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String Functions

Currently there are three functions for manipulating strings: paste, spaste, and split. (Clearly more are needed.)

paste     takes a list of values, converts them all to scalar string's, and returns their concatenation as a scalar string value. For example,

```    a := [2,3,5]
paste( "the first three primes are", a )```
yields
`    the first three primes are [2 3 5]`
The []'s seen here in the string representation of the vector a only occur for a numeric value with more than one element.

Similarly,

`    paste( "hello", "there" )`
is equivalent to the string constant
`    'hello there'`

By default, the string values are concatenated together using a   single space. The optional sep= argument can be used to specify a string to use instead. For example,

```    paste("hello", "there", "how", "are", "you?",
sep="XYZ")```
yields
`    helloXYZthereXYZhowXYZareXYZyou?`

Note that the arguments to paste are first converted to scalar string's, and then concatenated together. So

`    paste( "hello there", 1:3, sep="" )`
yields
`    hello there[1 2 3]`
and not
`    hellothere[123]`

If a single string is passed to paste, the elements of the string are concatenated. For example:

`    paste("a b c d e", sep='' )`
results in the string "abcde". With multiple strings, the individual strings are concatenated, but not the individual elements of the strings.

spaste     is simply a version of paste with the separator set to an empty string. It is defined using:

`    func spaste(...) paste(...,sep='')`
This form of paste is common enough that it merits its own simple form.

split     is basically the inverse of paste. It takes a single argument, converts it to a scalar string, and splits it into words at each block of whitespace, just as string constants are constructed when enclosed in double-quotes (see § 3.3.1, page ). Thus

`    split('hello there how are you?')`
is equivalent to
`    "hello there how are you?"`
that is, it yields a five-element string vector.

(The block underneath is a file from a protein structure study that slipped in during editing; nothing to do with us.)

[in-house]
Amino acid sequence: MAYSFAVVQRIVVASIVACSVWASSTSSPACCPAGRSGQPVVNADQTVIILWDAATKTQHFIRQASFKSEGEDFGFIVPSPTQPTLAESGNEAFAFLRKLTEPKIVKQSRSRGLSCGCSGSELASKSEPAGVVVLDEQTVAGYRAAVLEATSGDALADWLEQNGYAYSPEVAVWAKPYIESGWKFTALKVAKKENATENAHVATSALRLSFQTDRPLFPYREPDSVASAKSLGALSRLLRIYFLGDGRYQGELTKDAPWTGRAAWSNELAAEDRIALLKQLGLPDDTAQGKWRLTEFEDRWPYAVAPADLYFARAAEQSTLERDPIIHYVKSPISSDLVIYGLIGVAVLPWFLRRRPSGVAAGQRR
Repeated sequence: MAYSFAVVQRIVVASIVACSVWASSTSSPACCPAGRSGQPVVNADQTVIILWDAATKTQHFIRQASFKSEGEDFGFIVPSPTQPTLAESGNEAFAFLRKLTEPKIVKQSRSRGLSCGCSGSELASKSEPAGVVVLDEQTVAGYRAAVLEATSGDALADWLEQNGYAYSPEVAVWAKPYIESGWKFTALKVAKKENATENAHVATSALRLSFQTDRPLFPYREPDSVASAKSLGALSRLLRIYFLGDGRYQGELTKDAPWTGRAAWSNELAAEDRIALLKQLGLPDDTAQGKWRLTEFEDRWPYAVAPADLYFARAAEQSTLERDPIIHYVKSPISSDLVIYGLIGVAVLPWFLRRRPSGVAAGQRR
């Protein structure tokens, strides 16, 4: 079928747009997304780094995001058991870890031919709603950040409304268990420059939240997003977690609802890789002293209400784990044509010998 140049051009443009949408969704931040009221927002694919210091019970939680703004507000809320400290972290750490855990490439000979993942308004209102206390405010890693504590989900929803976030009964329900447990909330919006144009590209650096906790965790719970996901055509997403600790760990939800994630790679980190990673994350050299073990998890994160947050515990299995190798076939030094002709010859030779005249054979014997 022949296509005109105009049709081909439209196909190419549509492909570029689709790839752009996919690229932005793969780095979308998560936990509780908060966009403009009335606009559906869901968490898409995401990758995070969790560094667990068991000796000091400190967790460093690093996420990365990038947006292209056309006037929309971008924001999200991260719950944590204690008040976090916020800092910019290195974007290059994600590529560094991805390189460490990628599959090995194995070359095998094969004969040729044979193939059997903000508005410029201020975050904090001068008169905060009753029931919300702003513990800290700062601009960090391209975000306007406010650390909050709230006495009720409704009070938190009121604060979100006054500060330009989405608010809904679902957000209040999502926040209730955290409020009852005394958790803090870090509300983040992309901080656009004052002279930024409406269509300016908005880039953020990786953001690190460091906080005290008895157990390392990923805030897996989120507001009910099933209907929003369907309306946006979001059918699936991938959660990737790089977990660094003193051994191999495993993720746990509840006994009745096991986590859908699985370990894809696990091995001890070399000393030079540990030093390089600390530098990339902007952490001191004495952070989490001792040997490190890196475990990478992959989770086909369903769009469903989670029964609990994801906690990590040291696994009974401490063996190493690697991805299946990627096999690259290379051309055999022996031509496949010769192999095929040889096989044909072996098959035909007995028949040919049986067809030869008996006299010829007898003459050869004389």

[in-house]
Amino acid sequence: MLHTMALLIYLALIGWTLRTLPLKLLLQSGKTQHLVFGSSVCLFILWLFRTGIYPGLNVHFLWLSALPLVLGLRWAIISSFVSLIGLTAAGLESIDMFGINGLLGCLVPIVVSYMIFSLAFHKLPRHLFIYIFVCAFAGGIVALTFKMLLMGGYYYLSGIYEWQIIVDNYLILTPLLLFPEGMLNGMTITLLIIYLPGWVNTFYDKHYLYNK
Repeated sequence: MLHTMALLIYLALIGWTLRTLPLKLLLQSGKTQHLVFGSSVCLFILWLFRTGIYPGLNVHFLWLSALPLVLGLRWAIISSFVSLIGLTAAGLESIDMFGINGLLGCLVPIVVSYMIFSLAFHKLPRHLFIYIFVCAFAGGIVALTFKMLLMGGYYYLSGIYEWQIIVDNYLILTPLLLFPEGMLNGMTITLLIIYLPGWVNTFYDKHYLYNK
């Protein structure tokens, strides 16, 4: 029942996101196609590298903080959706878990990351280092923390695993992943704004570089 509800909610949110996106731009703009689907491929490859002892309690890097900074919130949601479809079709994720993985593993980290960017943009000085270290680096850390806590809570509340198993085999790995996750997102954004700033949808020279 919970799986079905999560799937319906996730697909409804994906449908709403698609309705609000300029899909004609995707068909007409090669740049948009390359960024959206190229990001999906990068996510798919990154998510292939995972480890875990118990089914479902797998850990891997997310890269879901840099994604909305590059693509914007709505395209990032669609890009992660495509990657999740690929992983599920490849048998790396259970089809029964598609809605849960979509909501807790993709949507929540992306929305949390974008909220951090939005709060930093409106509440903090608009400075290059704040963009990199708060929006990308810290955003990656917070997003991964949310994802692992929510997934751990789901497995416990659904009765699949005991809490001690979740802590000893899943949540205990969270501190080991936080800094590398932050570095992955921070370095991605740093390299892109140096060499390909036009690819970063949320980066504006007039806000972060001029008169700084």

You can also call   split with a second argument, giving a string of characters at which it should break the string. For example,

`    split("hello   there how are you", "eo")`
yields the equivalent of
`    ['h', 'll', ' th', 'r', ' h', 'w ar', ' y', 'u']`
Here the first element is `'h'`, the second is `'ll'`, the third `' th'`, and so forth. The presence of the single leading space in `' th'` may be surprising. What happened is that first split converted
`    "hello   there how are you"`
to a scalar value, equivalent to
`    'hello there how are you'`
since when the double-quoted constant was constructed all information about the number of blanks between words was lost. Next split broke the scalar into words at every occurrence of an 'e' or an 'o', but not at each blank like it would without the second argument. If a blank had been included in the second argument then these extra blanks naturally disappear:
`    split("hello   there how are you", 'eo ')`
yields the equivalent of
`    "h ll th r h w ar y u"`
Note that you have to enclose the second argument in single-quotes, otherwise the blank would have been removed.

If the second argument is a null string, the first string is broken up into individual characters. Here is an example:

`    split("how are you", '')`
yields the string:
`    "h o w   a r e   y o u"`
note that the fourth and eighth elements are space characters.

Next: Manipulating Symbols Up: Predefined Functions and Variables Previous: Value Creators

Thu Nov 13 16:44:05 EST 1997